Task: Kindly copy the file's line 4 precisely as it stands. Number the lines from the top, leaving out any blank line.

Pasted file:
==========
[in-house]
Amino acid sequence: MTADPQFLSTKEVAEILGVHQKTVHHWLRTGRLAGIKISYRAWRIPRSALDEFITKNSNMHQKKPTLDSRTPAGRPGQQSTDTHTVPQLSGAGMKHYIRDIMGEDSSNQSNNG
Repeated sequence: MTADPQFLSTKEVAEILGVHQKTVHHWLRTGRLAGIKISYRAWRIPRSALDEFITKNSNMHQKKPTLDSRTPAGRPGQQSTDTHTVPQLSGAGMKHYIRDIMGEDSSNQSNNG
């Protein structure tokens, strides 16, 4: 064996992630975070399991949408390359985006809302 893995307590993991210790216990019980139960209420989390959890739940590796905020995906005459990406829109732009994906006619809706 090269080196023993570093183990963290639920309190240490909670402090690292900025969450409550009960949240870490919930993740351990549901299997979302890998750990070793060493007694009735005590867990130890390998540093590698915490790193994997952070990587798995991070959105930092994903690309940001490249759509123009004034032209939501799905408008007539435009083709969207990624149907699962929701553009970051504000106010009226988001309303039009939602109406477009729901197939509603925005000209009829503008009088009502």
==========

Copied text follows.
């Protein structure tokens, strides 16, 4: 064996992630975070399991949408390359985006809302 893995307590993991210790216990019980139960209420989390959890739940590796905020995906005459990406829109732009994906006619809706 090269080196023993570093183990963290639920309190240490909670402090690292900025969450409550009960949240870490919930993740351990549901299997979302890998750990070793060493007694009735005590867990130890390998540093590698915490790193994997952070990587798995991070959105930092994903690309940001490249759509123009004034032209939501799905408008007539435009083709969207990624149907699962929701553009970051504000106010009226988001309303039009939602109406477009729901197939509603925005000209009829503008009088009502």